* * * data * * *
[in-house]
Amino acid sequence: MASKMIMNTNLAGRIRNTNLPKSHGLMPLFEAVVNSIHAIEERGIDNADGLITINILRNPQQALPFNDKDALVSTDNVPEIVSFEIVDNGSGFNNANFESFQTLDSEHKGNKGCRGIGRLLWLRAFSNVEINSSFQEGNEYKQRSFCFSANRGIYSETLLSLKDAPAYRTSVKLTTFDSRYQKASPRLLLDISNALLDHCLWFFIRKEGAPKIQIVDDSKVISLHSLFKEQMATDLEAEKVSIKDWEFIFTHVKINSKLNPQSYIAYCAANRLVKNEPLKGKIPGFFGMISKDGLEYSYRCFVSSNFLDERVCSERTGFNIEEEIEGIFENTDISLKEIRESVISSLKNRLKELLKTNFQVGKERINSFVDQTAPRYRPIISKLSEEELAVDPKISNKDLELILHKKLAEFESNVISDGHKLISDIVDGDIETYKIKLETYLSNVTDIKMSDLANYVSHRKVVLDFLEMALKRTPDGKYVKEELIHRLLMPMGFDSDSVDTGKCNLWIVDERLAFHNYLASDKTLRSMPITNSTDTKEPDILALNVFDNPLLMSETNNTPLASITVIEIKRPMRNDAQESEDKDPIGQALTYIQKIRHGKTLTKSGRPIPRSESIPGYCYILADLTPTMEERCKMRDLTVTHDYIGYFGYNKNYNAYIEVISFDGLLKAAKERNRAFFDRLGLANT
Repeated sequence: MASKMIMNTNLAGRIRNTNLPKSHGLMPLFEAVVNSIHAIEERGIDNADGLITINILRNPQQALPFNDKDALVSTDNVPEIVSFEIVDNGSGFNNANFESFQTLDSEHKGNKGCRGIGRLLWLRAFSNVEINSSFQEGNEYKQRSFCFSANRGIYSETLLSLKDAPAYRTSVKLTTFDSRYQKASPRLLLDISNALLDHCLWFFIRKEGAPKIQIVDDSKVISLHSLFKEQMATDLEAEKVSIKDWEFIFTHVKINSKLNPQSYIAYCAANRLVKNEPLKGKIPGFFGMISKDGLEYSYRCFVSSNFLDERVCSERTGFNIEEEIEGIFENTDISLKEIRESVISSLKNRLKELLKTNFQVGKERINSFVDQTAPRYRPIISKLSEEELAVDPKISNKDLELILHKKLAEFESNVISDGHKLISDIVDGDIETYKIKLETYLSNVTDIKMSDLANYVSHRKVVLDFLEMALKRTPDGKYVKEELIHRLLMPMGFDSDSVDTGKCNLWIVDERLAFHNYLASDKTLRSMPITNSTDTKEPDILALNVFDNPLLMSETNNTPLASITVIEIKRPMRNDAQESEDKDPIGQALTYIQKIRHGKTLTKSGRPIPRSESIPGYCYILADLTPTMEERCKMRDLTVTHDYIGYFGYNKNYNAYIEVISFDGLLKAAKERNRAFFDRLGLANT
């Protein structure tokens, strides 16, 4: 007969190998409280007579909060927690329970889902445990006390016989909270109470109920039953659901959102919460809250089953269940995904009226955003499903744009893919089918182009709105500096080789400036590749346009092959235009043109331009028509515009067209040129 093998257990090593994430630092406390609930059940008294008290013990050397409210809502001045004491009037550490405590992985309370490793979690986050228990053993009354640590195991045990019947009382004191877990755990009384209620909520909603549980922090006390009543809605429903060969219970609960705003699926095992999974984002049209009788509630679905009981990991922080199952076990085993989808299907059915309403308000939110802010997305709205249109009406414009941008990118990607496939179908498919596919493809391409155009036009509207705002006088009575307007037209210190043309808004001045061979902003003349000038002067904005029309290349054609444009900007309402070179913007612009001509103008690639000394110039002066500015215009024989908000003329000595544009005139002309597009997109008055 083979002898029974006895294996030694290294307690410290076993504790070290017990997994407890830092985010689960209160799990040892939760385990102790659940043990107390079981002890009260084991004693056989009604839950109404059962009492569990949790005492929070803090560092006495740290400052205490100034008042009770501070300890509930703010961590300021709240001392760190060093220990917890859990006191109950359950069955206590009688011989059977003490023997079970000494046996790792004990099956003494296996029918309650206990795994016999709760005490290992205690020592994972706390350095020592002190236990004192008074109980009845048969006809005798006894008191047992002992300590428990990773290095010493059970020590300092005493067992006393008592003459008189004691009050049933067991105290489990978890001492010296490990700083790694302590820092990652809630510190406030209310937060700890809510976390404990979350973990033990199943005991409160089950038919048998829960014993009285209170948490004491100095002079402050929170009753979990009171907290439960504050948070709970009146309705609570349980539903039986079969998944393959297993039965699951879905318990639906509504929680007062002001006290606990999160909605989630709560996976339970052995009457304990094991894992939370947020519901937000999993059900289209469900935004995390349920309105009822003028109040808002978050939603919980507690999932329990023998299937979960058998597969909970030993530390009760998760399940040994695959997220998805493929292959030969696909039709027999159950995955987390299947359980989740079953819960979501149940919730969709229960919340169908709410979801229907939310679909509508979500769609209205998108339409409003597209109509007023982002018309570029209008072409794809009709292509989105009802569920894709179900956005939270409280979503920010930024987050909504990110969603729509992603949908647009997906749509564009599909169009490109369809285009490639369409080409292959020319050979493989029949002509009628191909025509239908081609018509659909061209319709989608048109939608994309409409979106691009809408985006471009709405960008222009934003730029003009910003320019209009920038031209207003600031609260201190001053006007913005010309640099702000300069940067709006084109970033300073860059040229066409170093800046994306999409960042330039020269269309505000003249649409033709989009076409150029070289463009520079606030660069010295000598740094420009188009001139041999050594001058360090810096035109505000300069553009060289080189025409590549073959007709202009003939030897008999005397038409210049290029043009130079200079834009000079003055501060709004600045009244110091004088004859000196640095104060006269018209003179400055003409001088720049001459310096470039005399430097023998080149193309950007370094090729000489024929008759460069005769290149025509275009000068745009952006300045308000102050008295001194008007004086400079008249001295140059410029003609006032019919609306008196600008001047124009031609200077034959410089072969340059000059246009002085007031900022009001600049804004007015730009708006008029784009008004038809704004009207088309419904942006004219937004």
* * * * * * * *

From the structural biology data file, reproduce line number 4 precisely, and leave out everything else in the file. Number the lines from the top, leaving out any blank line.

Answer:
């Protein structure tokens, strides 16, 4: 007969190998409280007579909060927690329970889902445990006390016989909270109470109920039953659901959102919460809250089953269940995904009226955003499903744009893919089918182009709105500096080789400036590749346009092959235009043109331009028509515009067209040129 093998257990090593994430630092406390609930059940008294008290013990050397409210809502001045004491009037550490405590992985309370490793979690986050228990053993009354640590195991045990019947009382004191877990755990009384209620909520909603549980922090006390009543809605429903060969219970609960705003699926095992999974984002049209009788509630679905009981990991922080199952076990085993989808299907059915309403308000939110802010997305709205249109009406414009941008990118990607496939179908498919596919493809391409155009036009509207705002006088009575307007037209210190043309808004001045061979902003003349000038002067904005029309290349054609444009900007309402070179913007612009001509103008690639000394110039002066500015215009024989908000003329000595544009005139002309597009997109008055 083979002898029974006895294996030694290294307690410290076993504790070290017990997994407890830092985010689960209160799990040892939760385990102790659940043990107390079981002890009260084991004693056989009604839950109404059962009492569990949790005492929070803090560092006495740290400052205490100034008042009770501070300890509930703010961590300021709240001392760190060093220990917890859990006191109950359950069955206590009688011989059977003490023997079970000494046996790792004990099956003494296996029918309650206990795994016999709760005490290992205690020592994972706390350095020592002190236990004192008074109980009845048969006809005798006894008191047992002992300590428990990773290095010493059970020590300092005493067992006393008592003459008189004691009050049933067991105290489990978890001492010296490990700083790694302590820092990652809630510190406030209310937060700890809510976390404990979350973990033990199943005991409160089950038919048998829960014993009285209170948490004491100095002079402050929170009753979990009171907290439960504050948070709970009146309705609570349980539903039986079969998944393959297993039965699951879905318990639906509504929680007062002001006290606990999160909605989630709560996976339970052995009457304990094991894992939370947020519901937000999993059900289209469900935004995390349920309105009822003028109040808002978050939603919980507690999932329990023998299937979960058998597969909970030993530390009760998760399940040994695959997220998805493929292959030969696909039709027999159950995955987390299947359980989740079953819960979501149940919730969709229960919340169908709410979801229907939310679909509508979500769609209205998108339409409003597209109509007023982002018309570029209008072409794809009709292509989105009802569920894709179900956005939270409280979503920010930024987050909504990110969603729509992603949908647009997906749509564009599909169009490109369809285009490639369409080409292959020319050979493989029949002509009628191909025509239908081609018509659909061209319709989608048109939608994309409409979106691009809408985006471009709405960008222009934003730029003009910003320019209009920038031209207003600031609260201190001053006007913005010309640099702000300069940067709006084109970033300073860059040229066409170093800046994306999409960042330039020269269309505000003249649409033709989009076409150029070289463009520079606030660069010295000598740094420009188009001139041999050594001058360090810096035109505000300069553009060289080189025409590549073959007709202009003939030897008999005397038409210049290029043009130079200079834009000079003055501060709004600045009244110091004088004859000196640095104060006269018209003179400055003409001088720049001459310096470039005399430097023998080149193309950007370094090729000489024929008759460069005769290149025509275009000068745009952006300045308000102050008295001194008007004086400079008249001295140059410029003609006032019919609306008196600008001047124009031609200077034959410089072969340059000059246009002085007031900022009001600049804004007015730009708006008029784009008004038809704004009207088309419904942006004219937004």